By Somali K Chakrabarti
I am not an avid TV watcher, but often when I do, a remarkable advertisement ‘Will of Steel’ never fails to catch my eyes.
This advertisement shows a girl, in a village in Haryana, getting up in the morning, putting on her shoes, and going out for a run, followed by practising crunches and weight lifting. Another lady in the house is shown lighting incense sticks, sweeping the house, washing clothes and preparing food.
A background commentary in rustic Haryanvi language sermons the duties of a woman.
A woman must get up before the sunrise, offer prayers and get into the kitchen to get on with the household chores.
Woman are not meant to be wrestlers. Sports and wrestling need lot of strength and courage and should be left to men. A woman cannot defend herself, leave aside competing in wrestling. One must be born a man to be a wrestler. A woman, who breaks the taboo, and steps out of home will suffer and bring nothing but shame upon the family.
As this commentary goes on, a sprightly Geeta Phogat is first showing defeating a well-built young man in the wrestling arena in a local wrestling game. She, then proceeds to defeat an Australian woman player (Emily Bensted) to win India’s first ever gold medal in women’s wrestling in the 2010 Commonwealth Games.
The advertisement hits you on the face.
The Will of Steel commercial by JSW Steel is a classic example of the application of storytelling technique in business context. It shows how the alluring power of stories can be used to convey what the business stands for.
Long before people had invented probability theory, risk assessment, and decision analysis, there was intuition, instinct, and gut feeling. A well-told story appeals to our intuitive mind, as it captures our attention by accentuating emotions, and thus making it easier for us to follow through without the loss of interest.
An identified individual, with a face and a name, can elicit much more compassion than any amount of statistics can. You can quickly sense the feelings associated with the scenes or the words (like “joy” or “hate”), relate to the feelings and can identify yourself with the characters, the situation or the surroundings.
In contrast, the numerical representations of human lives do not necessarily convey the importance of those lives.
Information is cheap, meaning is expensive. – George Dyson [Tweet this]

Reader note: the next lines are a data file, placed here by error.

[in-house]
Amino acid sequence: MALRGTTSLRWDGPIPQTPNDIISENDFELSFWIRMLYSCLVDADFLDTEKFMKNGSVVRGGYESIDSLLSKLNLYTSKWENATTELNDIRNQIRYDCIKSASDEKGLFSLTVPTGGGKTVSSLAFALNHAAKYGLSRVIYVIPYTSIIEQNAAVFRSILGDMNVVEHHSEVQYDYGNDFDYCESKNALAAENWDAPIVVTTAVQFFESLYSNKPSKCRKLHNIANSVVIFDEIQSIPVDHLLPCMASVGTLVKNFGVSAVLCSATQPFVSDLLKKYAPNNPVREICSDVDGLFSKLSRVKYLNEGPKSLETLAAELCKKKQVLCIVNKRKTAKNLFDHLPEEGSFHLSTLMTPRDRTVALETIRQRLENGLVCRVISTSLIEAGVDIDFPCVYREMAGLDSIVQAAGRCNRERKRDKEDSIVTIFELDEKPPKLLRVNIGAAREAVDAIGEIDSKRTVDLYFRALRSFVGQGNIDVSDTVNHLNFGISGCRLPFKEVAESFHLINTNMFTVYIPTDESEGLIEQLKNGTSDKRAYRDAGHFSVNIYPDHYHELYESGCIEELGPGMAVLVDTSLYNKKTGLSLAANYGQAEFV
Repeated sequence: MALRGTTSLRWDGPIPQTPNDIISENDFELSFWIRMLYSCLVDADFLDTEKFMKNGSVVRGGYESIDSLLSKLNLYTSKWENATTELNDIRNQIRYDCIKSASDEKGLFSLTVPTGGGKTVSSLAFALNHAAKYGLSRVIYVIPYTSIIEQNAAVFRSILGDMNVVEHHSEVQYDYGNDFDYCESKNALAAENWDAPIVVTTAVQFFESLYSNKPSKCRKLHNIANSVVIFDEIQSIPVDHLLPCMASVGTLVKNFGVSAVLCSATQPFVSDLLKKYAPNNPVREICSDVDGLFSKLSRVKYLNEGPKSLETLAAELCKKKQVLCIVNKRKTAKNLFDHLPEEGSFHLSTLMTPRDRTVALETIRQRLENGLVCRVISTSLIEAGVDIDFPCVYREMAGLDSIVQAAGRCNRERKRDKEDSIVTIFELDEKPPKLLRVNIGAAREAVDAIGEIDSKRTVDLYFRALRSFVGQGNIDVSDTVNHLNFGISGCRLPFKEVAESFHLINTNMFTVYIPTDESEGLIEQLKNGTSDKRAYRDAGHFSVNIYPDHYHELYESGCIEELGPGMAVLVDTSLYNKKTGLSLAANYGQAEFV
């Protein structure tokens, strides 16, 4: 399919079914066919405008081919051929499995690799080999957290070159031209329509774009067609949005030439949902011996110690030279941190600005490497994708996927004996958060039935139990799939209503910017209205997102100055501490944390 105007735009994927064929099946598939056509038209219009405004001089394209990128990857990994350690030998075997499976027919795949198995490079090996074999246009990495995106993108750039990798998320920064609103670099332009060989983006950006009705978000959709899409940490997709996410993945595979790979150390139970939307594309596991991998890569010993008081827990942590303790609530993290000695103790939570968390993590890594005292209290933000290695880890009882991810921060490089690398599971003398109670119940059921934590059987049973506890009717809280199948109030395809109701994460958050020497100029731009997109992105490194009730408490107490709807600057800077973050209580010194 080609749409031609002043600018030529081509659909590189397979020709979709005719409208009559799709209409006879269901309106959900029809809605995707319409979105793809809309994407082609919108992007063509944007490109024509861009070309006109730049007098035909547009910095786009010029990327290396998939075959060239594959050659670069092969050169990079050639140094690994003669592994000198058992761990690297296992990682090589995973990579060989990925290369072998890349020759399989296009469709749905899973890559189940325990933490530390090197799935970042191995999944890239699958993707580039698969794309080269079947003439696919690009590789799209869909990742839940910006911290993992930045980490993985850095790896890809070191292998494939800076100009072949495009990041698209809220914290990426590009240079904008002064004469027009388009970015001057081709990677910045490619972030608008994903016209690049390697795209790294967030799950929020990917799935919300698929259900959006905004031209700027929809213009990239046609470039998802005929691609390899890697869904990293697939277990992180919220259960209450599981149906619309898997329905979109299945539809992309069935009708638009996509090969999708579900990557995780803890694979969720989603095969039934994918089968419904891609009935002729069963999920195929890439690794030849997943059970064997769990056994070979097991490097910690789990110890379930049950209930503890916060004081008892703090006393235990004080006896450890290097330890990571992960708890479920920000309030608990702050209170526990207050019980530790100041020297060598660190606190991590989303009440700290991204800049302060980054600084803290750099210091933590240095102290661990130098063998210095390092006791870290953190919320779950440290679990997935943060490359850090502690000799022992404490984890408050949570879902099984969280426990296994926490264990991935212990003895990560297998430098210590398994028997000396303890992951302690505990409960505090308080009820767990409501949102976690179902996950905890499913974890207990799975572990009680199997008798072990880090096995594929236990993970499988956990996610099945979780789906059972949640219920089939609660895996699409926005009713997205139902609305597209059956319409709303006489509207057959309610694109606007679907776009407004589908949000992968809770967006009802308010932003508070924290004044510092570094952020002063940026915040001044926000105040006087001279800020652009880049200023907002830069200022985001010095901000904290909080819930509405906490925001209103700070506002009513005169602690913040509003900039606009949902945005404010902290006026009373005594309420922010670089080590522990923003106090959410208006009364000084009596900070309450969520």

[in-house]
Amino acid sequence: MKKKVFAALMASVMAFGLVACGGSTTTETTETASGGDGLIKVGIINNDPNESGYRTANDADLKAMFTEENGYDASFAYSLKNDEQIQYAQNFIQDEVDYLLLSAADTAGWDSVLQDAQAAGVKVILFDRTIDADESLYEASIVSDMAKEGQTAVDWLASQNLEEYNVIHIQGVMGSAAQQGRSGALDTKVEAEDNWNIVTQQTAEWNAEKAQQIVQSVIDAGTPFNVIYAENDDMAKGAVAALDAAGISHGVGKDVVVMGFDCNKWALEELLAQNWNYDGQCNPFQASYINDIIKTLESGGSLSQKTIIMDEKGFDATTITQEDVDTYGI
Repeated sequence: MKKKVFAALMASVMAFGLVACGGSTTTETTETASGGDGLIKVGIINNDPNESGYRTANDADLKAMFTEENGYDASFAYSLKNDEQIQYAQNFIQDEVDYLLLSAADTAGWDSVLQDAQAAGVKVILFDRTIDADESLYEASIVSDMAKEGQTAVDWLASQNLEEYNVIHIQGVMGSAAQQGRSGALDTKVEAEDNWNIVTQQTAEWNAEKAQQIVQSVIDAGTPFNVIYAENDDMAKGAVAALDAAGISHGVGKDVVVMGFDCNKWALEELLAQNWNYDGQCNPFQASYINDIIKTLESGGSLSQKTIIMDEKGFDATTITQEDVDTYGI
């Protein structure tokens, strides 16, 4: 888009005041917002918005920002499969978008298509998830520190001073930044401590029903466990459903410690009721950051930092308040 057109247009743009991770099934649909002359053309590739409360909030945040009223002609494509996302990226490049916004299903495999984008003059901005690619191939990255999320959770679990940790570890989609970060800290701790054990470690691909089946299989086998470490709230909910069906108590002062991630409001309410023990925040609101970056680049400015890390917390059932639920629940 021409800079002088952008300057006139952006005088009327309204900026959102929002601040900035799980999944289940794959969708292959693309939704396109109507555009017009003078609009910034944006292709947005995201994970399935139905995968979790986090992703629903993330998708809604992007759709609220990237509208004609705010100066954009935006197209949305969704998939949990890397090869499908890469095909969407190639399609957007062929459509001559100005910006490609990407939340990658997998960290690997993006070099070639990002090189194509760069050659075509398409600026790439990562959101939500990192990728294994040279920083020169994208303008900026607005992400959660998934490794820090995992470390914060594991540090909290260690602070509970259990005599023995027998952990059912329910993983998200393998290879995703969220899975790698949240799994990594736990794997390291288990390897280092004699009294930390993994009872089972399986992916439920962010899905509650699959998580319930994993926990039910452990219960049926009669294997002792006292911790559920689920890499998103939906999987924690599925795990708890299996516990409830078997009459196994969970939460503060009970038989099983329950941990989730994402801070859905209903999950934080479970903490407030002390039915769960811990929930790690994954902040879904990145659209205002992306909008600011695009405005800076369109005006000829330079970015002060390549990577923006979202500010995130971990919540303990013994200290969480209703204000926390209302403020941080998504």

Dry statistics do not trigger the feelings associated with an event and may have a numbing effect on us. No matter how large the numbers, data fails to convey the true pathos or spark emotion or feeling and thus fails to motivate action.
A story makes it easier for us to visualize how things would have unfolded; what circumstances, motivations or compulsions would have made people to act in certain ways. When a story fires your imagination and stirs your soul, you follow in rapt attention.
Stories are needed to galvanize public opinion and are essential for establishing the emotional connection necessary to motivate donations.
If I look at the mass I will never act. If I look at the individual I will. ~Mother Teresa [Tweet this]
You will be more moved when you come to know about the struggle or plight of one particular person (or for that matter even an animal) than when you hear about the misery of hundreds of fellow humans.
Research shows that people are much more willing to aid identified individuals than unidentified or statistical victims. People, when they are asked to donate money to aid an identified cancer victim, tend to contribute much more than those who are asked to donate to save millions of people from cancer. Statistical realities lessen contribution as they reduce the donor’s attention to the individual.
In business storyboards are used to detail out process flows and visually depict different scenarios. Through the illustration of activities, actors and the dependency between activities, storyboards can help in streamlining processes, identifying and eliminate non-value-added activities and costs and improving customer experiences.
Storyboards are used to facilitate the introduction of a quality improvement process into an organisation. Storyboards are also used in accounting in the ABC System (Activity Based Costing System). While creating software applications, storyboarding is often used during client presentations, as they help users to understand exactly how the software will work, which is much better than an abstract description. Thus storyboards help in building credibility and creating buy in.
Filmmakers, animators and advertising agencies, and even novelists use storyboarding for plotting the sequence of events and rearranging the scenes wherever needed.
The process of visual thinking and planning allows people to experiment with changes in the story-line to evoke stronger reaction or interest.
By sharing stories that can inspire or move the audience, businesses and leaders can get across ideas or concepts in a manner that numbers can never do.
Cognitive psychology has shown that the mind best understands facts when they are woven into a conceptual fabric, such as a narrative, mental map, or intuitive theory. Disconnected facts in the mind are like un-linked pages on the Web: They might as well not exist. ~ Steven Pinker
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